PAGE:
As the Republican People's Party (CHP) continues its official signature count for an extraordinary convention, debates over the exact number of delegates is fueling the divergences between dissidents and the party administration.
The examination process and period for sending the delegate lists, however, comes to end today at 5 p.m. when the party administration is set to issue an official statement. Yet, it is unlikely that the turmoil over the discrepancies in number of pro and anti-convention delegates will come to an end sometime soon.
On July 26 the collection of delegate signatures was launched by dissidents, led by Muharrem İnce, the former presidential candidate of the CHP, to challenge incumbent Chairman Kemal Kılıçdaroğlu. They were submitted to the party administration on Aug. 2. A day later, the party administration announced that the quorum for the convention had not been reached according to their preliminary examinations.
According to party administration statements, 614 delegate signatures certified by the notary were submitted along with 8 notarized copies issued as the original. Four repeated signatures and five signatures belonging to former delegates were omitted. Following the elimination of omission, 605 signatures were left.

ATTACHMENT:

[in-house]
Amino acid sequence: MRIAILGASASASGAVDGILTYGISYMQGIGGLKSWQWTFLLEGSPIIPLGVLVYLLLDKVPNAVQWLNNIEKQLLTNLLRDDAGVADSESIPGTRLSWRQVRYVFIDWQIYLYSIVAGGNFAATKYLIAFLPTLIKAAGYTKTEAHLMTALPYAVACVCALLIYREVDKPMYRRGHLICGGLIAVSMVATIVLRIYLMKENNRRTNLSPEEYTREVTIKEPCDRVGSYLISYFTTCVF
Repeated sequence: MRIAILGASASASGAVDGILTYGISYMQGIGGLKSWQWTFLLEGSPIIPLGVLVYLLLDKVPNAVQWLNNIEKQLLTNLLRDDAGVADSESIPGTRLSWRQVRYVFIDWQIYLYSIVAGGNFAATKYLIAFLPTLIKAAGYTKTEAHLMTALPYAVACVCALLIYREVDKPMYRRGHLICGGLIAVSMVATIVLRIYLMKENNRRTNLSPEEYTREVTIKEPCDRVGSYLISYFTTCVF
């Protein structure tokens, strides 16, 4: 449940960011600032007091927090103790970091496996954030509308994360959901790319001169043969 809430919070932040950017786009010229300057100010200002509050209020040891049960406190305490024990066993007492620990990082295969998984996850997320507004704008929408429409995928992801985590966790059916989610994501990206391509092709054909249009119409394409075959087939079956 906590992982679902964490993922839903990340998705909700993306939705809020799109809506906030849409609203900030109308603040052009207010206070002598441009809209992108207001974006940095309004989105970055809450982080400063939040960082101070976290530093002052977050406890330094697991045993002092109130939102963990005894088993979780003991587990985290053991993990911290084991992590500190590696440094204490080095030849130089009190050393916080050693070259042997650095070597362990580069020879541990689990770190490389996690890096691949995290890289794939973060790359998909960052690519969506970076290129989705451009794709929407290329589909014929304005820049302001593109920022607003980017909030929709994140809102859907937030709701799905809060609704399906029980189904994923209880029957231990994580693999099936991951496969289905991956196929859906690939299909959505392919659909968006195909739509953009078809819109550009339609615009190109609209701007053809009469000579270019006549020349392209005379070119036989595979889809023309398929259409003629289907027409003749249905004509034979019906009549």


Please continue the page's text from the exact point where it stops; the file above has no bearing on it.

The party administration is projecting that following the new omission of signatures along with the withdrawal of signatures by some delegates, only 550 signatures will be left.
The signatures of delegates who were declared as non-delegates by the CHP administration has sparked a new debate between the dissidents and CHP headquarters.
In relation to the issue, Gaye Usluer, a prominent figure and spokeswomen of the dissident faction has stated that the five delegates whose signatures were omitted are still registered in the party log.
Reportedly, the list of signatures obtained by Sabah newspaper revealed that the dissidents have collected signatures from 76 out of 81 provinces. Ten deputies out of 144, 12 members of the Party Assembly and four members of the 15-member high disciplinary committee signed the petition.
İstanbul, Ankara, and İzmir have the highest chance to change the fate of the party as they have the most delegates. The dissidents had collected a considerable amount of signatures from these three big cities that previously taken Kılıçdaroğlu's side in the last convention held seven months ago.
Dissidents have been blaming incumbent party leader Kılıçdaroğlu, who has led the party since 2011, for repeated failures in previous elections, hence calling for a change in the administration. The dissenting voices in the CHP had become louder following the June 24 elections after the CHP received much less votes than CHP's presidential candidate Muharrem İnce.
Throughout the process, the CHP administration led by Kılıçdaroğlu urged the dissidents to give up on their demand for a convention and maintained that internal divisions were harming the party and undermining preparations for upcoming 2019 local elections.